• Hydraulic rim brakes

Drum brakes

Drum brakes have drums rotating with the wheels. For the generation of braking force, the brake shoes have friction material pressed against the drums. A frictional force generates with the rubbing between the friction material such as brake linings and the drum surface. This friction force converts kinetic energy to thermal energy. And the wheel stops eventually. There are three types of drum brakes which are:

  • Leading/trailing shoe type
  • Twin leading shoe type
  • Duo-servo type

Disc brakes

Disc brakes have brake rotors rotating with the wheels and brake pads. Brake pads are fitted to brake calipers, And when pushed against the rotors, they generate friction. Friction converts kinetic energy into thermal energy and stops the wheel. In the beginning, cars used disc brakes. They replaced drum brakes in the 1980s. Disc brakes catch more interest because they generate more stopping power than other brakes. They dominate both rim and drum brakes.

All about disc brakes on bikes

In the beginning, mostly mountain bikes had disc brakes while over time all bikes began using them. Some were confused with using disc brakes but the enormous stopping power with disc brakes dominates other brakes. Disc brakes perform equally during all weather conditions. Disc brakes come in two types.

  • Mechanical disc brakes – Involves a brake cable.
  • Hydraulic disc brakes – Involves a hydraulic fluid to transfer force.

The mechanism with disc brakes starts with applying brakes using the brake lever on the handlebar. The mechanism is almost similar to rim brakes. What changes in the case of disc brakes is where braking force applies. For rim brakes, it was the rim of the wheel while in disc brakes, the force applies to the rotor at the center of the wheel.

What makes disc brakes more significant than others is the considerably high-power generation with disc brakes. Since the braking power is quite high, it makes the rider force less on the brake lever. No need to apply a large force to stop the bike. It is an advantage for the rider as it results in less fatigue. Other than the high braking power, disc brakes are reliable in all kinds of weather. They perform equally during all weather conditions such as winter, rain, or sunny weather.

When it comes to the two types of disc brakes, mechanical and hydraulic, you can decide what to choose. Think you are running low on your budget and still prefer a bike that performs better in all weather conditions. For this reason, you may choose a bike with mechanical disc brakes. They are less costly but give you many advantages. If you are okay with a little high cost, you may choose hydraulic disc brakes.

Disc brake maintenance

Over time, brakes get spongy and will not respond as soon as they were in the beginning. These are usually the results of small air bubbles stuck inside the brake system. However, these kinds of issues are particularly common with hydraulic disc brakes. Hydraulic disc brakes involve a hydraulic fluid inside the system while mechanical disc brakes don’t.

But mechanical disc brakes are also not 100% fault-proof. They involve cables in the brake system. And these cables need daily care. They are prone to contamination as well as cable breaking. In case of such problematic situations, you will have to address the situation as quickly as possible. Daily maintenance of the brake cables will do much good for the long life of your bike. A plus point of mechanical disc brake bikes is that you can manage the basic problems of your bike mostly at home.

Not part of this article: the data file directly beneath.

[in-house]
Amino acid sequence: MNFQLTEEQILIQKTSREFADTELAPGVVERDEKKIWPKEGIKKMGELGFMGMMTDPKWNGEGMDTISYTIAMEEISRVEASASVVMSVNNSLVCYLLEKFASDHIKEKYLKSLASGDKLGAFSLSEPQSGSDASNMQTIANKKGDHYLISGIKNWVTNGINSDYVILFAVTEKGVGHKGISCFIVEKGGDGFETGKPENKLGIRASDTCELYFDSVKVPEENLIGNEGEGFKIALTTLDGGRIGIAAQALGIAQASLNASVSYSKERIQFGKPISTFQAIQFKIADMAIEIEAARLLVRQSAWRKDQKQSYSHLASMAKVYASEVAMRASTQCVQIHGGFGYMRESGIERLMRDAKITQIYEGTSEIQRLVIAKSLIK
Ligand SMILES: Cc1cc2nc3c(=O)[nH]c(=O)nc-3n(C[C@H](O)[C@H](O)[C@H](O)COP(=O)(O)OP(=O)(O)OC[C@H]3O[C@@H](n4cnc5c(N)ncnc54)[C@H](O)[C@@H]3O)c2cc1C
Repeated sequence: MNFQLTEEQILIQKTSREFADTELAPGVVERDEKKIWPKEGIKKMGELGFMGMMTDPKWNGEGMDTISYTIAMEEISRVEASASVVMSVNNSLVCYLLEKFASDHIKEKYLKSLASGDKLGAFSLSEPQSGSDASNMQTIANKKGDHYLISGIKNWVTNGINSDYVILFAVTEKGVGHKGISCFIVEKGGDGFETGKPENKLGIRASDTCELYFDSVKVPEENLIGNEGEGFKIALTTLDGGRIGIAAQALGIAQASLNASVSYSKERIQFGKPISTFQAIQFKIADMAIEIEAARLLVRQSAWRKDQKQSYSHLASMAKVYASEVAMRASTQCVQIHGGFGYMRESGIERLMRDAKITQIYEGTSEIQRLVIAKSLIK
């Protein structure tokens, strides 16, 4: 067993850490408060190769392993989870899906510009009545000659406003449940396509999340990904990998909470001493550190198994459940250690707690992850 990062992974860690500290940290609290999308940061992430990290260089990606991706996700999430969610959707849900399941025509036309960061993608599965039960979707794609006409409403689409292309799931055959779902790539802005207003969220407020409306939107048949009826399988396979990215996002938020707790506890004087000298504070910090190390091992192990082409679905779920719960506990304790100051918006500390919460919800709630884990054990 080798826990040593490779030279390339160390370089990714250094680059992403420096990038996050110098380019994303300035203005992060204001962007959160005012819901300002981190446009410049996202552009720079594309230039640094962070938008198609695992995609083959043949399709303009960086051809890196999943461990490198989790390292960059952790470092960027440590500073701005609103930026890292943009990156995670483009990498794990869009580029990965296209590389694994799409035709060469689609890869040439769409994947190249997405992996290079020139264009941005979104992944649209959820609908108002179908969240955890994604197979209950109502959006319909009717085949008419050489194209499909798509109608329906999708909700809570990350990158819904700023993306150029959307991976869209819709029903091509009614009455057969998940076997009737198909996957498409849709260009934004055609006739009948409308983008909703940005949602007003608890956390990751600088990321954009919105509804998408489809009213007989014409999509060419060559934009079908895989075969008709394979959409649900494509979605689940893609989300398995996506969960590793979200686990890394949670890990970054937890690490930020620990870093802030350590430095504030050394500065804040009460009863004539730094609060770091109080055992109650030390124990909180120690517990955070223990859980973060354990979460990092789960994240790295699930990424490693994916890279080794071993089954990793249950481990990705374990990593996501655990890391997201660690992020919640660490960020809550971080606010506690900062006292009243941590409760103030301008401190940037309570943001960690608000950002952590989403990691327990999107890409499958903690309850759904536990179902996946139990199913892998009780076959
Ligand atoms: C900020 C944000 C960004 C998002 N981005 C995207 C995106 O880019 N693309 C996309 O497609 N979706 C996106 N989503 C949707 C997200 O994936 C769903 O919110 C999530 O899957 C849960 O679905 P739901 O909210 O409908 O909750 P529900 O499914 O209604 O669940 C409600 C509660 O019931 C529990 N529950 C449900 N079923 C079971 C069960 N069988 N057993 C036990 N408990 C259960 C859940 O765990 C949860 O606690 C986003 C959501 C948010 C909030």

When a brake needs to be bled in case air bubbles are trapped in the system, you need technical expertise. You can go for a bike mechanic. It requires the correct fluid and some other tool kits. You don’t have any of this at home. You have to repeat the bleeding of hydraulic disc brakes every six months. The process may be costly but it’s good for your bike if you go to a mechanic.

Disc brake calipers

Brake levers connect to the calipers through the brake lines. Calipers are there on both the front and rear discs. And have pistons sitting on either side of the rotor. When the brake lever activates, the brake line is under force. The force then activates the pistons and moves the brake pads to touch the disc. A frictional force generates which decelerates and stops the bike.

Disc brake caliper maintenance

If you notice some kind of rubbing, grinding, or squealing, you should take a look at your bike’s caliper. The rotor is not rotating freely anymore because the caliper is not aligned properly. In such a situation you can resolve the problem. You have to loosen the 2 bolts which hold the caliper to the bike frame. It’s okay if the bolts are loose enough to move the caliper sidewise. Check whether the caliper can move freely and then apply brakes through the brake lever. It will clamp the caliper to the rotor. Then tighten the top and bottom bolts while ensuring the caliper doesn’t move. Retighten the top bolt to torque spec and then the bottom bolt.

Disc brake rotors

A disc brake rotor rotates with the wheel and is clamped by brake pads fitted to the caliper from both sides. Rotors for road bikes and cyclocross bikes are pretty small. Their diameter is about 140 mm. Rotors for mountain bikes have large diameters of around 205 mm. For trail riding, rotors of diameter 160-180 mm are used.

Disc brake rotor maintenance

If you are still experiencing some rubbing even after adjusting the caliper, there may be something wrong with the rotor. Rotors change shape sometimes. They warp because of high heat or any accidental hitting. You can check for any warp in your bike rotor by making the wheel rotate. If it is warped, you can easily bend it back with a rotor truing tool.

Disc brake pads

Disc brake pads are within the calipers. Their task is to control the effects of heat and friction apart from stopping the bike.

Disc brake pad maintenance

If your bike makes further noise or squeals when brakes are applied, even after checking the caliper and rotor, something is wrong with the brake pads. Maybe it is contaminated. You must clean it. Separate the wheel and use a rag with some isopropyl alcohol to clean the surface.


The market gives us many different options of bikes to choose from. Over the years people have become more interested in bikes because of their advantages. Bikes are good for our health as well as the environment. 

However, if you want your bike to last long with you, it needs proper maintenance. Every single part of the bike needs special care. Disc brakes compose of calipers, rotors, and brake pads. Each of these items requires maintenance in a way specific to either of them. Always try to carry on with daily maintenance when it comes to your bike.